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Back to the Wild
By Julie Finnis, Head Warden, Suffolk Owl Sanctuary


Suffolk Owl Sanctuary takes in sick and injured wild owls and birds of prey. They are treated according to their needs and where possible released back to the wild. Julie Finnis explains how it's done...

Little Owl - Photo  Copyright 2004 Julie Finnis
Little Owl Chick

UK Safari Tip:
Get help identifying birds with the superbly illustrated "Top 50 Garden Birds" identification chart - click here


When orphaned owls like this one are brought to the Suffolk Owl anctuary we handle them as little as possible before we attempt to return them to nature.

A wild owl needs to be kept wary of humans. An owl which has been hand-raised believes that humans are its parents, and grows to rely on humans to provide it with food. This deters it from learning to hunt properly for itself.

The method we use for returning young owls to the wild is called "Hacking Back". It involves putting the youngsters into what's known as a "hack box". where they are fed, and are able to see the outside world. The hack box is a slightly extended and enlarged nest box enclosed with a removable mesh grill.

If we are brought a single baby owl we hope to find a companion for it. Placing two birds together allows them to learn from each other, and they will be less inclined to imprint onto humans. We place the babies inside the box and secure the front in place so that they cannot get out and predators cannot get in.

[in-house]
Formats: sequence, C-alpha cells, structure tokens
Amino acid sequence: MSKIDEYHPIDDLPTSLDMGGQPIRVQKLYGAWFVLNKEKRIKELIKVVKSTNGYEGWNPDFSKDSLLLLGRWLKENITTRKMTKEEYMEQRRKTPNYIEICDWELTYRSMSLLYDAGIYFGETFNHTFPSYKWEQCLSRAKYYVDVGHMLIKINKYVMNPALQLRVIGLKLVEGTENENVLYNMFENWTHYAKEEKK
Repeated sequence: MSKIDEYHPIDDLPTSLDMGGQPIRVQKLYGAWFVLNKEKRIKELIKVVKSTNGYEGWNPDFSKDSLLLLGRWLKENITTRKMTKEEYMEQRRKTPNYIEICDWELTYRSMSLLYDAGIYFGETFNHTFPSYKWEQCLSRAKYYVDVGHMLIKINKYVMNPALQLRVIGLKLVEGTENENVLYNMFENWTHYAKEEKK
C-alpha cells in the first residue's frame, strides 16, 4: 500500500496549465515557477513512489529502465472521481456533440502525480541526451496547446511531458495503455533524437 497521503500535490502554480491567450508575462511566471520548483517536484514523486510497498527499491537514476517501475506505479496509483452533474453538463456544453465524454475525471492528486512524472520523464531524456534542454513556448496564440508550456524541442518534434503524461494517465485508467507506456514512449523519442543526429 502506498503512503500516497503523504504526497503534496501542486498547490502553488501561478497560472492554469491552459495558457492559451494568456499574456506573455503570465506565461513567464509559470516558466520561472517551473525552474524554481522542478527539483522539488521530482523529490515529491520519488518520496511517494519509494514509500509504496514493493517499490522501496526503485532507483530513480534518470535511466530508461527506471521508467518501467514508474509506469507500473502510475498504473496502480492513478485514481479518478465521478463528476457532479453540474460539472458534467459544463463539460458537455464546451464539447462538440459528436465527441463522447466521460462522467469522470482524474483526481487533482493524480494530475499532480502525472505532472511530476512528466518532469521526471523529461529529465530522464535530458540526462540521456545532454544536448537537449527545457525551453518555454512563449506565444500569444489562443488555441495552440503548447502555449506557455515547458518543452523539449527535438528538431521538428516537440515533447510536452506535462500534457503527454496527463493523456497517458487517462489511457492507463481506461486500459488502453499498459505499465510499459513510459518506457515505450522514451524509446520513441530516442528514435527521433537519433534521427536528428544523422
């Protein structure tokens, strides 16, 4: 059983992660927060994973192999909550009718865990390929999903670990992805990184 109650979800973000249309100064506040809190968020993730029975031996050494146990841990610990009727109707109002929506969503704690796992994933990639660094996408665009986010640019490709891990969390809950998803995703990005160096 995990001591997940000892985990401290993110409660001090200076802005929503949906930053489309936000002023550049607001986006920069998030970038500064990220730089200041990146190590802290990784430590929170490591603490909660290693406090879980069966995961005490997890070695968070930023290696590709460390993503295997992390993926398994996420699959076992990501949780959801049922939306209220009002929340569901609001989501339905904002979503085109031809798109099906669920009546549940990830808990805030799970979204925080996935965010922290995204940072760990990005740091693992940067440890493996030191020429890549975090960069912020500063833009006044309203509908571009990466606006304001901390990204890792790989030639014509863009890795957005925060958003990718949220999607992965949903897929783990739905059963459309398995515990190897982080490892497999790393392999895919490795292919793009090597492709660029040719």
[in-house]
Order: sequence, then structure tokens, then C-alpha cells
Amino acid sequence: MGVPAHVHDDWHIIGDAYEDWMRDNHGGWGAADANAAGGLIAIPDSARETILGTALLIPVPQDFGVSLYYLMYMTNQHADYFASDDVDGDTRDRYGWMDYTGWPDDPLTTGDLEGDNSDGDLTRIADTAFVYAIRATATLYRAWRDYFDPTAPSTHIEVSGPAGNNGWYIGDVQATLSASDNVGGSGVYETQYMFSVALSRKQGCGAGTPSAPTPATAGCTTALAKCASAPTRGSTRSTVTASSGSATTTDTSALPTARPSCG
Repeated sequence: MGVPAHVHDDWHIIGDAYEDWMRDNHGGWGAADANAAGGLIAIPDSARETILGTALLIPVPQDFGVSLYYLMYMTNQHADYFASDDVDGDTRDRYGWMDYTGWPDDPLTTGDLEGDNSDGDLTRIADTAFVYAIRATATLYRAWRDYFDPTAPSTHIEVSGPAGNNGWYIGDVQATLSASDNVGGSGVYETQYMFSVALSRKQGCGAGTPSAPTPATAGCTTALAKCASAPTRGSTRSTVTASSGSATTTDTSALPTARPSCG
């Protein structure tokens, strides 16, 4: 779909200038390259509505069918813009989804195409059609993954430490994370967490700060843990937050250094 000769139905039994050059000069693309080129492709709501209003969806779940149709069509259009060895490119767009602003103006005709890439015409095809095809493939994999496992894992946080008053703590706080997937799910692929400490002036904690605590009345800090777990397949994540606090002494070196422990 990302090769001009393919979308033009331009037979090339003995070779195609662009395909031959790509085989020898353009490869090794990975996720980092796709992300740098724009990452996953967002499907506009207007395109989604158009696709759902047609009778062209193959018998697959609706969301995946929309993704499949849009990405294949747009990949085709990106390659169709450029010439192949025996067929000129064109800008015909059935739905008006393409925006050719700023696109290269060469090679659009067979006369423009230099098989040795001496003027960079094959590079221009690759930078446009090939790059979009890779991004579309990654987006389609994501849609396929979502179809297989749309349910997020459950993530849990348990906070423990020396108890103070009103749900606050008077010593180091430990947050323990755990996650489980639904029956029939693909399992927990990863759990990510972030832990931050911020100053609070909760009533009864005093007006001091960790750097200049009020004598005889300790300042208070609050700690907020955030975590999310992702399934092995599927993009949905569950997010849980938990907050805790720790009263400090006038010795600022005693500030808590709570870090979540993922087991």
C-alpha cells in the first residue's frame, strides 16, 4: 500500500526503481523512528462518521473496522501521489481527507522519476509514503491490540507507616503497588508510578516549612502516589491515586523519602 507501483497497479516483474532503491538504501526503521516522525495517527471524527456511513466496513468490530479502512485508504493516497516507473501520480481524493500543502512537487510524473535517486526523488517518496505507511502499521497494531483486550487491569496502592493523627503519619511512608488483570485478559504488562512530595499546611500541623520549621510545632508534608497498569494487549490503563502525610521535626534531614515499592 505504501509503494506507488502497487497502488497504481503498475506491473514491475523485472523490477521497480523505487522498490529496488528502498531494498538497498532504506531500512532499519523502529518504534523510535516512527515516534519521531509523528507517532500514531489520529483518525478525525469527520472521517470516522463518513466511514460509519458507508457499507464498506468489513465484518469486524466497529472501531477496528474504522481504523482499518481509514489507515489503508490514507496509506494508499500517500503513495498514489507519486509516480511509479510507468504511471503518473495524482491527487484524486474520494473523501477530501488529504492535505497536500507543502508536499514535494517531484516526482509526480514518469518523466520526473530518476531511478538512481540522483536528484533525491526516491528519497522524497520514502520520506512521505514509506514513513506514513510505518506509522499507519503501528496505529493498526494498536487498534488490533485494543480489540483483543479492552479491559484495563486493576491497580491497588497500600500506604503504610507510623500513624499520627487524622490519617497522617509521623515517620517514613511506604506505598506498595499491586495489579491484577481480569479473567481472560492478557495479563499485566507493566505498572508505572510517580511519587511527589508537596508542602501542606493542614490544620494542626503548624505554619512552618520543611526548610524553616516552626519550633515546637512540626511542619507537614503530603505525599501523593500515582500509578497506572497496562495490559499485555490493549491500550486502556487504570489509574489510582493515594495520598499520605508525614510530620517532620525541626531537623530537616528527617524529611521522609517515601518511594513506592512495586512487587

Hack Box - Photo  Copyright 2004 Julie Finnis
A hack box fixed to the rear of an
old barn facing onto a set-aside field.



Orphaned Little Owls - Photo  Copyright 2004 Julie Finnis
 Two orphaned Little Owls are
housed inside.


Checking the Owls - Photo  Copyright 2004 Julie Finnis
We visit the box twice daily, taking
food and fresh water.


In the early stages the owls cannot get out of the box, but as they grow they can view the world outside. At the right moment we remove the front of the box so they are free to leave when they're ready.

In most cases the young owls will continue to treat the box as home, exploring their surroundings, but returning to pick up the food that we continue to provide.

If they stay close to the box we start to reduce the quantity of food, encouraging them to hunt for themselves. Over the next couple of weeks they will become independent.


Track Down More Info

Suffolk Owl Sanctuary
Little Owl wallpaper for your desktop
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Click for InfoUnderstanding Owls: Biology Management Breeding Training (Jemima Parry-Jones)
A guide to caring for owls, covering topics such as: biology; taxonomy; housing; equipment; incubation; rearing; and training and flying owls.

Click for Info The Really Useful Owl Guide 
(Jemima Parry-Jones)







  2006 G. Bradley. All Rights Reserved